We recently sat down (virtually of course) with the wonderful Lindsay Hoopes of the Hoopes Vineyard in Napa Valley, to chat about what it means to run a vineyard, how challenging this year has been, and what she's unveiling this year. Read on to discover what it means to love, grow, make, and sell wine!
Tell our readers how you started with the Hoopes Family Vineyard.
I am the second-generation proprietor of our family-run, grower-producer winery and lifestyle brand located in Napa, California. My father primarily focused on farming operations and farm equipment, while I expanded operations to include wine production, private label offerings, rental accommodation, virtual operations, hospitality and international distribution of our products.
What goes into running a vineyard?
At the core, running a vineyard is an agricultural operation. We grow wine grapes as our exclusive crop. So much of what we do starts in the vineyard, so the heart and soul of our vineyard ties to our farming and farming practices. That said, running a winery and wine brand is so much more than farming. We are scientists, luxury brand specialists, environmentalists, hospitality providers and consumer products manufacturers. Wine is one of the most complex items to produce because it crosses so many distinct areas of expertise that are largely unrelated!
What have been the biggest challenges and adjustments you’ve have to make this year?
Napa has experienced two enormous challenges this year: COVID, like the rest of the world, and devastating wildfires, unique to wine country and devastating in terms of destroying revenue.
Napa is a lifestyle brand, and wineries generate tremendous brand equity and actual revenue through visitation to the region. We lost sales from a decline in visitation. The wildfires also scattered visitors. Like many companies, we had to reinvent our brand and wine club offerings with virtual offerings. We also lost revenue all over the world because our primary customers, in many cases, are restaurants, and they closed as a result of COVID.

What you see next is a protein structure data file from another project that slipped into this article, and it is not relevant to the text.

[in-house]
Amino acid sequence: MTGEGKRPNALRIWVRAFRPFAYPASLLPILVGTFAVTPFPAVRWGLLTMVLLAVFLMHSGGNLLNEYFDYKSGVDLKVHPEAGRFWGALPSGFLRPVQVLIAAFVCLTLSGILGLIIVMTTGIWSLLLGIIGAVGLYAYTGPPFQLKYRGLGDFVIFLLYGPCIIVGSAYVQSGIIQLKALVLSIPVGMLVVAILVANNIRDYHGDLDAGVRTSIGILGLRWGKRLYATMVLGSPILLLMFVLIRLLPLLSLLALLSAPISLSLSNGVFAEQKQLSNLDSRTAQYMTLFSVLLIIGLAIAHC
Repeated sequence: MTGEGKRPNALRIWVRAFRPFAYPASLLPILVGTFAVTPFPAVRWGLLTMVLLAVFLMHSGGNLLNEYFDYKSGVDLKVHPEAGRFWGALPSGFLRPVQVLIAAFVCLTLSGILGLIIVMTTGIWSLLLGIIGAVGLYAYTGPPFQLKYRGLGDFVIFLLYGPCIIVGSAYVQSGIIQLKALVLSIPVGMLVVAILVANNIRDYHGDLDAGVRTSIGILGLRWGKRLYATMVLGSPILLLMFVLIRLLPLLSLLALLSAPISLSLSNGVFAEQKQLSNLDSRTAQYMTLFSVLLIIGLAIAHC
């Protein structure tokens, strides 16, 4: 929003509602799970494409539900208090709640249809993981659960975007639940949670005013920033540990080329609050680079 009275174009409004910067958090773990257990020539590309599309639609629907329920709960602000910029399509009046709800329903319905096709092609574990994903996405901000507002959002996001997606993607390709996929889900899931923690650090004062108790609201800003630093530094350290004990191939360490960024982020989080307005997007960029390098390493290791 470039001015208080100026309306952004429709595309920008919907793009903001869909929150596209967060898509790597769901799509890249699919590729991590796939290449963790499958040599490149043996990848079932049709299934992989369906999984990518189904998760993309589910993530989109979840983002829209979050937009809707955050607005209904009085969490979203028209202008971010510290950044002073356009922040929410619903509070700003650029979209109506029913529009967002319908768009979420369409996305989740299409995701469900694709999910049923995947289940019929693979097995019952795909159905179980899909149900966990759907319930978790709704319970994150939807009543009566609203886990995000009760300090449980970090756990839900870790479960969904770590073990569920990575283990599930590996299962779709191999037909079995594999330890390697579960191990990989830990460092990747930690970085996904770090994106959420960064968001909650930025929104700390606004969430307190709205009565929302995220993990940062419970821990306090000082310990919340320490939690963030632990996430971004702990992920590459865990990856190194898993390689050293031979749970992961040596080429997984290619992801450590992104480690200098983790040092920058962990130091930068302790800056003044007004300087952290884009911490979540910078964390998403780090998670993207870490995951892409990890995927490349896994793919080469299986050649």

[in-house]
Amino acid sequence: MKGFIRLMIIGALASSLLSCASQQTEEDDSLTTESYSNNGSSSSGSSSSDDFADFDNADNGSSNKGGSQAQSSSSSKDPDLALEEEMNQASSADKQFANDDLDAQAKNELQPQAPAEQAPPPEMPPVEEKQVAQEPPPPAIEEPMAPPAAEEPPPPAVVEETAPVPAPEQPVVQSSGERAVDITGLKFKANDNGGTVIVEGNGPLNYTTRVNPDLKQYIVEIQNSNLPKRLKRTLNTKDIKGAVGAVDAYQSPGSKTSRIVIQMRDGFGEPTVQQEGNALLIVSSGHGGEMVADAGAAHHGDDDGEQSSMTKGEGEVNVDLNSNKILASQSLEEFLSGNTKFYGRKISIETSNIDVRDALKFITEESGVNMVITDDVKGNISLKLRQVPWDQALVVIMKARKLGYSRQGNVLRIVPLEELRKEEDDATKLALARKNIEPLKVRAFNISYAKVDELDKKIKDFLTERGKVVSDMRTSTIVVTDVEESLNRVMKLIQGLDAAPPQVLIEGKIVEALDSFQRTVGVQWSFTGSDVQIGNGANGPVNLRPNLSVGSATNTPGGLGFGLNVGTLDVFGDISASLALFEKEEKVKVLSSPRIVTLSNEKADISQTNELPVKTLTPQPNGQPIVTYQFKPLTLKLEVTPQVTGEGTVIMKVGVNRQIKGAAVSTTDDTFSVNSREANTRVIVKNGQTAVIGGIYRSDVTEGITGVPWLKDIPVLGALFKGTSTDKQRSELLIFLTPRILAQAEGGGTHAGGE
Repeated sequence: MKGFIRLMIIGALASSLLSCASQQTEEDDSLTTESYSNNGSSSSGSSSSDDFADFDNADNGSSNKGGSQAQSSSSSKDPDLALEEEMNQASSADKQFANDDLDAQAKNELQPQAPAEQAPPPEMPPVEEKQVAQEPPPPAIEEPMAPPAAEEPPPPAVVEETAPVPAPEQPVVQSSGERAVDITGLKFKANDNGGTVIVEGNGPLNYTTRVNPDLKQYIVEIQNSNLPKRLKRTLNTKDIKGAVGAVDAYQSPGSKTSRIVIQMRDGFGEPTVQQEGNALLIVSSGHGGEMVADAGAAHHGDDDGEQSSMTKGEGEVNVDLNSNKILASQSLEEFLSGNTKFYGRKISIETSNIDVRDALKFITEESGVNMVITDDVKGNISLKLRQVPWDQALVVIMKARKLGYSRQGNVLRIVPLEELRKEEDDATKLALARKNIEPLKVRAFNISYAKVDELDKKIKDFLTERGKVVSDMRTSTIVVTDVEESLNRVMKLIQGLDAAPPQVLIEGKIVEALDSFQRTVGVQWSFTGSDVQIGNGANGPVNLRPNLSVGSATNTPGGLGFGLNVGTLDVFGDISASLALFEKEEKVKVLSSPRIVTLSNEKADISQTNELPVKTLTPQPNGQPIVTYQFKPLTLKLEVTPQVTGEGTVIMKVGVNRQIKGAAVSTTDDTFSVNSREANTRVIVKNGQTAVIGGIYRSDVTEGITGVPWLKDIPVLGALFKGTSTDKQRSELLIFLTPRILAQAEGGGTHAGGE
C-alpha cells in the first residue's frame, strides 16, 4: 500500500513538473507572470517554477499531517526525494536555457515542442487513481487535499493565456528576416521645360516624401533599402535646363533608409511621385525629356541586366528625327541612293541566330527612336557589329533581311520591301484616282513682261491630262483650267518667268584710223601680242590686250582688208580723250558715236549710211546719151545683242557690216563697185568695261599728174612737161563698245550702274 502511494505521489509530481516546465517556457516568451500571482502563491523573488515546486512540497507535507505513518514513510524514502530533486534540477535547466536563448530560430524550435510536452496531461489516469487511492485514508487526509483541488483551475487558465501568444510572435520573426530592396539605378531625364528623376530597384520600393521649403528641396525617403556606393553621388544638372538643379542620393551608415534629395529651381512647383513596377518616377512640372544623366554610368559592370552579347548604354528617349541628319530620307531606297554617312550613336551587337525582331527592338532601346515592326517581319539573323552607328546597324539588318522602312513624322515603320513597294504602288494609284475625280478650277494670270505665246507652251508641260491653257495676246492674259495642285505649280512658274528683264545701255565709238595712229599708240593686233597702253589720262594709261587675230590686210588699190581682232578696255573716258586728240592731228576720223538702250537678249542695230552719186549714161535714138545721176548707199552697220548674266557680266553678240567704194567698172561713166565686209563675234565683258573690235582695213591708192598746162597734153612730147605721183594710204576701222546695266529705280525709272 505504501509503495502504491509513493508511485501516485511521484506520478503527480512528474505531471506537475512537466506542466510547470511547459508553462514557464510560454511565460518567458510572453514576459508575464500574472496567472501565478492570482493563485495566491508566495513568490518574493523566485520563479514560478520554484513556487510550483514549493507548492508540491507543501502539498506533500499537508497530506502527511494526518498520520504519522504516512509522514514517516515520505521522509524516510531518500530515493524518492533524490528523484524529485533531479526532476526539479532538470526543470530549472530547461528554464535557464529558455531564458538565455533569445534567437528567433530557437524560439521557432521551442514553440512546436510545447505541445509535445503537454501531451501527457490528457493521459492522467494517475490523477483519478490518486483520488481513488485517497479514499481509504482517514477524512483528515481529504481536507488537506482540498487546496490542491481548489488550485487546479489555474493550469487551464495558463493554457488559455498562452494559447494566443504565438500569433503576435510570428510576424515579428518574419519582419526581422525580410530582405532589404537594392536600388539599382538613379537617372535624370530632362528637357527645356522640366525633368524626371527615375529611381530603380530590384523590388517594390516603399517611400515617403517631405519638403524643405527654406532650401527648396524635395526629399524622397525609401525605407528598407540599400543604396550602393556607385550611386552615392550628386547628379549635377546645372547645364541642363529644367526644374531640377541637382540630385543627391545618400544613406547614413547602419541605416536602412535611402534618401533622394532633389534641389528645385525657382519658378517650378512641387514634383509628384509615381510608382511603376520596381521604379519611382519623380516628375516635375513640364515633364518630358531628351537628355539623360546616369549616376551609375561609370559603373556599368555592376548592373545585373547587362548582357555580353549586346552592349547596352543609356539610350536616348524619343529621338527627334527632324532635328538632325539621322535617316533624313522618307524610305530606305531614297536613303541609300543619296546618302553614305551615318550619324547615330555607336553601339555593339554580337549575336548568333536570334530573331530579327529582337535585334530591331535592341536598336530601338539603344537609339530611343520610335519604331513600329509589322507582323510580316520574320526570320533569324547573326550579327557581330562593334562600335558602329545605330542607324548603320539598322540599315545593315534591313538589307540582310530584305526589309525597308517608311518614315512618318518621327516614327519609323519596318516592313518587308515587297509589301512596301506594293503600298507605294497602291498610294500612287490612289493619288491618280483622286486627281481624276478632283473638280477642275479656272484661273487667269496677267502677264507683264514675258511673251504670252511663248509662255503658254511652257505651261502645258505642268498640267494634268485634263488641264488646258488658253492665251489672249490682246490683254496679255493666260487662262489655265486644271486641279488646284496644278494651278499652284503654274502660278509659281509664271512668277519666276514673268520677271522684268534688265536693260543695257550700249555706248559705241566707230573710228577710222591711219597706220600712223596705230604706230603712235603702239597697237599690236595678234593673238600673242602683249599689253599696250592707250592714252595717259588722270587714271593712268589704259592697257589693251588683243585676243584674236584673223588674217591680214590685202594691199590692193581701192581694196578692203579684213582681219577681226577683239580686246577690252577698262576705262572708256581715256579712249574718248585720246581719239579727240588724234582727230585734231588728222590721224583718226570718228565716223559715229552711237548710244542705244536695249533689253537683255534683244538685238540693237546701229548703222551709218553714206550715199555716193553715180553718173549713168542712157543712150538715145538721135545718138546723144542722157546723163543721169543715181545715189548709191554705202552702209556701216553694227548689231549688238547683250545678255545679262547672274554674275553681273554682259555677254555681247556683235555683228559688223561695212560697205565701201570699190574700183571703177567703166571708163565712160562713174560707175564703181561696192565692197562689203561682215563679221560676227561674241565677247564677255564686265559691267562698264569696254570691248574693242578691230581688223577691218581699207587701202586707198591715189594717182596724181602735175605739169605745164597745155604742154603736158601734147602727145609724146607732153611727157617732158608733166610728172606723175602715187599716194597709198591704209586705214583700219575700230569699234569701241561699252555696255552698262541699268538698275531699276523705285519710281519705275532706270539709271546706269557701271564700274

Lastly, and most specific to Napa, the wildfires caused a loss in revenue as a result of lost crop in 2017 and 2020 as well. We ended up developing new products to utilize crops that were otherwise compromised for ultra-premium wine production. That has been the biggest innovation for the company to date, including emergence of a new product category for the entire industry.
Talk a little bit about the fires and the community support you’ve been involved in?
In developing our new product, I saw a need to assist farmers who are uninsured. Smoke taint is a significant problem for growers, many of whom do not make wine and now could not sell their harvest, and there is no current relief available to them from any agencies. We have created a program – still very much in development – to establish a profit share for grapes provided to our new products. Hopefully this will provide some economic relief!
Do you have any new and exciting wines that you’re releasing or have released this year? Any special programs or events for the holidays?
We have a number of new virtual tasting options for corporate gifting, personal connection with friends and family, education, client appreciation, and team building. Our new smoke-related products will be available soon for pre-sale, but are not ready for release – yet!
What’s your favorite thing about working in the wine community?
I really enjoy being part of people’s most memorable moments and experiences that lift spirits despite macro-economic devastation. I have also been recently inspired by developing new products that solve an issue – loss to the industry – that also present and entirely new product category.